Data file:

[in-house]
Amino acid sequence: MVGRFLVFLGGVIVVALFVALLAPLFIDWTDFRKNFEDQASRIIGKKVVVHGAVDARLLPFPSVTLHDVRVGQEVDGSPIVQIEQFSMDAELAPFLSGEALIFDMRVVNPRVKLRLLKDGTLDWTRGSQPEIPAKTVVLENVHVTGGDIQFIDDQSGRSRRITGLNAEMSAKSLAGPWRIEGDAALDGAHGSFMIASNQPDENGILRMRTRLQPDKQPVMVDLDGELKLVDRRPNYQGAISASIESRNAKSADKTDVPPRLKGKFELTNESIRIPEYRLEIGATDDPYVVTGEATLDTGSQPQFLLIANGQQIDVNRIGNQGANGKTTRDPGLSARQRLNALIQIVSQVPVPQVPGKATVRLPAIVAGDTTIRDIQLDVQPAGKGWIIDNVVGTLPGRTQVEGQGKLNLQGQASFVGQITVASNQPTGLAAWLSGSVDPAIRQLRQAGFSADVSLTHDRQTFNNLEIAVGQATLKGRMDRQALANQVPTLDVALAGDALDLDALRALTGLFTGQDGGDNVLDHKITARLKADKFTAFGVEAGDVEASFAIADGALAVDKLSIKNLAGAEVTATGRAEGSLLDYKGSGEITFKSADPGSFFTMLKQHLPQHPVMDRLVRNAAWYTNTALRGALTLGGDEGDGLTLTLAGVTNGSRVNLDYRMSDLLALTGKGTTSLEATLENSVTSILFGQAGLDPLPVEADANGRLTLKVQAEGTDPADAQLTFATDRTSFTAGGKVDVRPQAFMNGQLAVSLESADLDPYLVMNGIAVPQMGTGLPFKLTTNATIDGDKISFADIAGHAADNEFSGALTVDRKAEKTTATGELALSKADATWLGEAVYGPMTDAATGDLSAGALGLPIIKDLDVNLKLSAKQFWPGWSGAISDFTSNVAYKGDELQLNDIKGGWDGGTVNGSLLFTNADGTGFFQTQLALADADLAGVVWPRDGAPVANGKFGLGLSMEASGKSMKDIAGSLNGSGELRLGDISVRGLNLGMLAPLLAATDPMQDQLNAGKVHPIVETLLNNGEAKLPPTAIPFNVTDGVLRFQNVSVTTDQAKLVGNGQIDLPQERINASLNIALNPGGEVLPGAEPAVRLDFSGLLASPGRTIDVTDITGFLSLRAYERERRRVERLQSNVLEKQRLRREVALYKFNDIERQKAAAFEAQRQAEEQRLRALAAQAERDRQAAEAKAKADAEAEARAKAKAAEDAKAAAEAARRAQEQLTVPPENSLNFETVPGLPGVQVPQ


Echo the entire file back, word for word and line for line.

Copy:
[in-house]
Amino acid sequence: MVGRFLVFLGGVIVVALFVALLAPLFIDWTDFRKNFEDQASRIIGKKVVVHGAVDARLLPFPSVTLHDVRVGQEVDGSPIVQIEQFSMDAELAPFLSGEALIFDMRVVNPRVKLRLLKDGTLDWTRGSQPEIPAKTVVLENVHVTGGDIQFIDDQSGRSRRITGLNAEMSAKSLAGPWRIEGDAALDGAHGSFMIASNQPDENGILRMRTRLQPDKQPVMVDLDGELKLVDRRPNYQGAISASIESRNAKSADKTDVPPRLKGKFELTNESIRIPEYRLEIGATDDPYVVTGEATLDTGSQPQFLLIANGQQIDVNRIGNQGANGKTTRDPGLSARQRLNALIQIVSQVPVPQVPGKATVRLPAIVAGDTTIRDIQLDVQPAGKGWIIDNVVGTLPGRTQVEGQGKLNLQGQASFVGQITVASNQPTGLAAWLSGSVDPAIRQLRQAGFSADVSLTHDRQTFNNLEIAVGQATLKGRMDRQALANQVPTLDVALAGDALDLDALRALTGLFTGQDGGDNVLDHKITARLKADKFTAFGVEAGDVEASFAIADGALAVDKLSIKNLAGAEVTATGRAEGSLLDYKGSGEITFKSADPGSFFTMLKQHLPQHPVMDRLVRNAAWYTNTALRGALTLGGDEGDGLTLTLAGVTNGSRVNLDYRMSDLLALTGKGTTSLEATLENSVTSILFGQAGLDPLPVEADANGRLTLKVQAEGTDPADAQLTFATDRTSFTAGGKVDVRPQAFMNGQLAVSLESADLDPYLVMNGIAVPQMGTGLPFKLTTNATIDGDKISFADIAGHAADNEFSGALTVDRKAEKTTATGELALSKADATWLGEAVYGPMTDAATGDLSAGALGLPIIKDLDVNLKLSAKQFWPGWSGAISDFTSNVAYKGDELQLNDIKGGWDGGTVNGSLLFTNADGTGFFQTQLALADADLAGVVWPRDGAPVANGKFGLGLSMEASGKSMKDIAGSLNGSGELRLGDISVRGLNLGMLAPLLAATDPMQDQLNAGKVHPIVETLLNNGEAKLPPTAIPFNVTDGVLRFQNVSVTTDQAKLVGNGQIDLPQERINASLNIALNPGGEVLPGAEPAVRLDFSGLLASPGRTIDVTDITGFLSLRAYERERRRVERLQSNVLEKQRLRREVALYKFNDIERQKAAAFEAQRQAEEQRLRALAAQAERDRQAAEAKAKADAEAEARAKAKAAEDAKAAAEAARRAQEQLTVPPENSLNFETVPGLPGVQVPQ